A court in Massachusetts last month refused to dismiss a case brought by the National Association of the Deaf against Netflix, claiming that Netflix is required by the Americans with Disabilities Act to provide closed-captioning on all its products, including streaming of broadcasts. Netflix was held to be a place of public accommodation within the meaning of the Act.

Does this strike you as a reasonable result? What would happen in Canada, under our various access statutes, one of the most extensive of which is the Accessibility for Ontarians with Disabilities Act? Governments tend to have standards about . . . [more]

Posted in: Substantive Law: Foreign Law, Technology: Internet, ulc_ecomm_list

Banks and Their Commercial Customers

A recent US Court of Appeals decision has caused some concern in banking circles. Here is a blog description with a link to the case, Patco Construction v People’s Bank. Essentially the court held that the business customer’s losses from online fraud had been caused by negligent security practices at the bank, so the bank was liable for them.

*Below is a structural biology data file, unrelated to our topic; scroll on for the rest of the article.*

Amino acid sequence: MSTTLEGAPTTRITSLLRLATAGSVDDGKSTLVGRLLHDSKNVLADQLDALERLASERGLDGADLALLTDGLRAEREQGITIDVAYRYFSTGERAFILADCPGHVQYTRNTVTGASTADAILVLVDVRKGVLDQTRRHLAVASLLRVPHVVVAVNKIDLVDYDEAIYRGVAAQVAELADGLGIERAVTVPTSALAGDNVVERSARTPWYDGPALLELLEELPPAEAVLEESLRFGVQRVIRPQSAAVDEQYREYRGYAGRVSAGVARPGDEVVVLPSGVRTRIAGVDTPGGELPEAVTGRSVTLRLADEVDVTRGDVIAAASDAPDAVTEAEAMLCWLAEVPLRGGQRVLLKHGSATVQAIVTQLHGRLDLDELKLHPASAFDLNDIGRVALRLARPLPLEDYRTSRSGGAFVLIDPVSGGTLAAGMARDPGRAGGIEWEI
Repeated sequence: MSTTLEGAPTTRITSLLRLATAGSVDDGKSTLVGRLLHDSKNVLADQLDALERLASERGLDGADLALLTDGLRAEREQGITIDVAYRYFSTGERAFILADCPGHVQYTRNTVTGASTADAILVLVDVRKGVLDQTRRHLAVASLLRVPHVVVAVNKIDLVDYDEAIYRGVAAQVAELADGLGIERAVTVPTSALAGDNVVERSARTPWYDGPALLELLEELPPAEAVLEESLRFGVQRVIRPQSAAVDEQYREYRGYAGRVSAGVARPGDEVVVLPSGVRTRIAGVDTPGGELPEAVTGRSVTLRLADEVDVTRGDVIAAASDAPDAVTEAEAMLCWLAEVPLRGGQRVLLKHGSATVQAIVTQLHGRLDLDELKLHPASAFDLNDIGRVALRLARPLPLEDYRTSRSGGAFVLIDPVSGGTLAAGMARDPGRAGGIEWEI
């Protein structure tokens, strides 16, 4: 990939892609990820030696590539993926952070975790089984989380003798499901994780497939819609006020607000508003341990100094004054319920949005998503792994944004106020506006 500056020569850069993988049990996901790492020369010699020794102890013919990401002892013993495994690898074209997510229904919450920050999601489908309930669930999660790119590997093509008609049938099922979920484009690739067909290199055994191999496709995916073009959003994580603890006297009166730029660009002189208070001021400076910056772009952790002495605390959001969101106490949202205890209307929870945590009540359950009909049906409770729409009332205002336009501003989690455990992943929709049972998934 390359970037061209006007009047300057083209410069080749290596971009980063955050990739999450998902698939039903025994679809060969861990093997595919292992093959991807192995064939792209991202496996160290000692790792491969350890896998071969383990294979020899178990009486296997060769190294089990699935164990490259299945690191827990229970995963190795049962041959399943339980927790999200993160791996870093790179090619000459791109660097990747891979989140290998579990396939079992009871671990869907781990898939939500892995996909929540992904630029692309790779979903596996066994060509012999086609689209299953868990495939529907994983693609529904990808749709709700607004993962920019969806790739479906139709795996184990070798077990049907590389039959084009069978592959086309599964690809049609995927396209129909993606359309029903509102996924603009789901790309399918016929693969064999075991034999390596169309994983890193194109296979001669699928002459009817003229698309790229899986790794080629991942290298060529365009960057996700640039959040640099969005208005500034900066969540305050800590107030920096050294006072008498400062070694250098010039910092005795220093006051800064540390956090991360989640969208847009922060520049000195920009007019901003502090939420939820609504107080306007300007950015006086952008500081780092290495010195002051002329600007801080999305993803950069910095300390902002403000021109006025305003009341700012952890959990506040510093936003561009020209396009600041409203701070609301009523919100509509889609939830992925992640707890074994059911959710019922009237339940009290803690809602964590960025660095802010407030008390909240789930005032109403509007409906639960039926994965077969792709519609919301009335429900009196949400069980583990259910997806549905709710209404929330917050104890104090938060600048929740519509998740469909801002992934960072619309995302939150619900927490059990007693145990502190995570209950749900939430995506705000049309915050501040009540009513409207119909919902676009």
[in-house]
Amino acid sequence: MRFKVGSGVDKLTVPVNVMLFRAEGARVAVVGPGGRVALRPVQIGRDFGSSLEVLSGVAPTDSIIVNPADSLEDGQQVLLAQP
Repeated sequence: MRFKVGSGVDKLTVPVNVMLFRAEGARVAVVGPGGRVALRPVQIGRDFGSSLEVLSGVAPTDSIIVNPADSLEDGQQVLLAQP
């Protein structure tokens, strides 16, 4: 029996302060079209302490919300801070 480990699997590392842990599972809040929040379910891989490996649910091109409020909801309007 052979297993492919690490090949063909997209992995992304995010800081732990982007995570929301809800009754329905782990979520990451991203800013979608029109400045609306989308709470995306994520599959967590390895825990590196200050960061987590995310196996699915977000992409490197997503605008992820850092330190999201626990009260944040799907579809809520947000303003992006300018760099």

As the blog entry (by a noted electronic security expert) points out, while consumers have traditionally been protected in dealings with their banks (so the banks have devised a number of security measures to protect against loss), business clients have . . . [more]

Posted in: Substantive Law: Foreign Law, Substantive Law: Judicial Decisions, ulc_ecomm_list

Commissioning Affidavits by Video or Skype

There has been a bit of discussion on a couple of Canadian lists lately of the appropriateness of commissioning an affidavit (or declaration or affirmation) by video link or by Skype (which is just another form of video, at least for the purposes of this question, is it not?).

Ontario law, and most other Canadian common law at least, requires that the person making the affidavit must be “in the presence of” the person commissioning it (notary, lawyer, commissioner for taking affidavits). See Commissioner for Taking Affidavits Act (Ontario) s. 9.

Question: Is one sufficiently “in the presence” of . . . [more]

Posted in: Practice of Law, Technology: Internet, ulc_ecomm_list